January 12, 2014
Micro-Turbine Technology Could Use Wind Power To Charge Mobile Devices
redOrbit Staff & Wire Reports - Your Universe Online
Researchers from the University of Texas at Arlington have developed a micro-windmill that can generate wind energy despite being just one-tenth the size of a grain of rice, making it an innovative way to power cell phones or other technological devices without the need for large turbines.
According to Forbes Contributor William Pentland, graduate research associate Smitha Rao and electrical engineering professor JC Chiao used recent advances in micro-robotic devices in order to develop the micro-windmills, which can use ambient wind in order to generate electric power.
The turbines are 1.8 millimeters at their widest point, and hundreds of them could be embedded on a cell phone sleeve in order to charge the device’s battery by waving it in the air or exposing it to wind through an open window.
The windmills “blend origami concepts into conventional wafer-scale semiconductor device layouts so complex 3D moveable mechanical structures can be self-assembled from two-dimensional metal pieces utilizing planar multilayer electroplating techniques,” the university explained in a statement Friday.
Rao’s work in micro-robotic devices caught the attention of WinMEMS Technologies, a Taiwanese fabrication firm that manufactures micro-electrical-mechanical-system (MEMS) devices. The researchers said the company was intrigued by a demo video of the technology, and has agreed to commercially produce the micro-turbines.
“These inventions are essential to build micro-robots that can be used as surgical tools, sensing machines to explore disaster zones or manufacturing tools to assemble micro-machines,” the university said.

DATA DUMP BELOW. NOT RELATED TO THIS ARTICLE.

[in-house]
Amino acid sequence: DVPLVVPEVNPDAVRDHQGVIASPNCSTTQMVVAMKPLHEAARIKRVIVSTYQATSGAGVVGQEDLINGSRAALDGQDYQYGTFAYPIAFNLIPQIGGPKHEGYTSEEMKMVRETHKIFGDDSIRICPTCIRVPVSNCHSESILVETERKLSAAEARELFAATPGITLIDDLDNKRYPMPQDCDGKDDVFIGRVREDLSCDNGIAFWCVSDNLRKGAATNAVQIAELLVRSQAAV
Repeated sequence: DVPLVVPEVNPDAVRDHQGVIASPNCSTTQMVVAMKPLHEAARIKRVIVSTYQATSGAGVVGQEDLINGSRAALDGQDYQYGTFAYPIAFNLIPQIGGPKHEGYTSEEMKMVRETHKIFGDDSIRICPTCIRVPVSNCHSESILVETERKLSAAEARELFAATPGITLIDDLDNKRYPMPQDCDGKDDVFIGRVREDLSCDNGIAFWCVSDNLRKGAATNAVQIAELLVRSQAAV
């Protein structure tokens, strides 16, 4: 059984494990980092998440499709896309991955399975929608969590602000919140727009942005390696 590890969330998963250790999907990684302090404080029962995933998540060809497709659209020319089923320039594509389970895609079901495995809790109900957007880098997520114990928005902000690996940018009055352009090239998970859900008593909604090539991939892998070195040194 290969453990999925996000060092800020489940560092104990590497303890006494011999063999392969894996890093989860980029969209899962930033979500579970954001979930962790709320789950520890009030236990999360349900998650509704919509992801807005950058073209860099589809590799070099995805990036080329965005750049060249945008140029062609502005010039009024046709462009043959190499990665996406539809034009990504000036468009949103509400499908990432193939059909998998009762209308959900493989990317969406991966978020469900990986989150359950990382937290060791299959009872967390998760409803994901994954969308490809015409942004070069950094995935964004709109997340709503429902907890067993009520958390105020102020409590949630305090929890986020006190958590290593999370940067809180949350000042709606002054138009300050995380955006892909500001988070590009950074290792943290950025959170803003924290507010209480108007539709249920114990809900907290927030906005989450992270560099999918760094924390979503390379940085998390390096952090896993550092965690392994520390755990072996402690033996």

Rao called it “gratifying to first be noticed by an international company and second to work on something like this where you can see immediately how it might be used. However, I think we've only scratched the surface on how these micro-windmills might be used.” She added that while most MEMS designs use materials that are “too brittle,” their turbines avoid that potential pitfall by using a durable, flexible nickel alloy.
Under the terms of their agreement with WinMEMS, UT Arlington will retain intellectual property rights to the technology while the Taiwanese firm explores opportunities to market the turbines. The university has applied for a provisional patent, while WinMEMS has been promoting the micro-windmills, as well as gears, inductors and other components that can be used to build miniature robots, on its official website.
“The micro-windmills can be made in an array using the batch processes,” the website explained. “The fabrication cost of making one device is the same as making hundreds or thousands on a single wafer, which enables for mass production of very inexpensive systems.”
“Imagine that they can be cheaply made on the surfaces of portable electronics, so you can place them on a sleeve for your smart phone,” Chiao added. “When the phone is out of battery power, all you need to do is to put on the sleeve, wave the phone in the air for a few minutes and you can use the phone again.”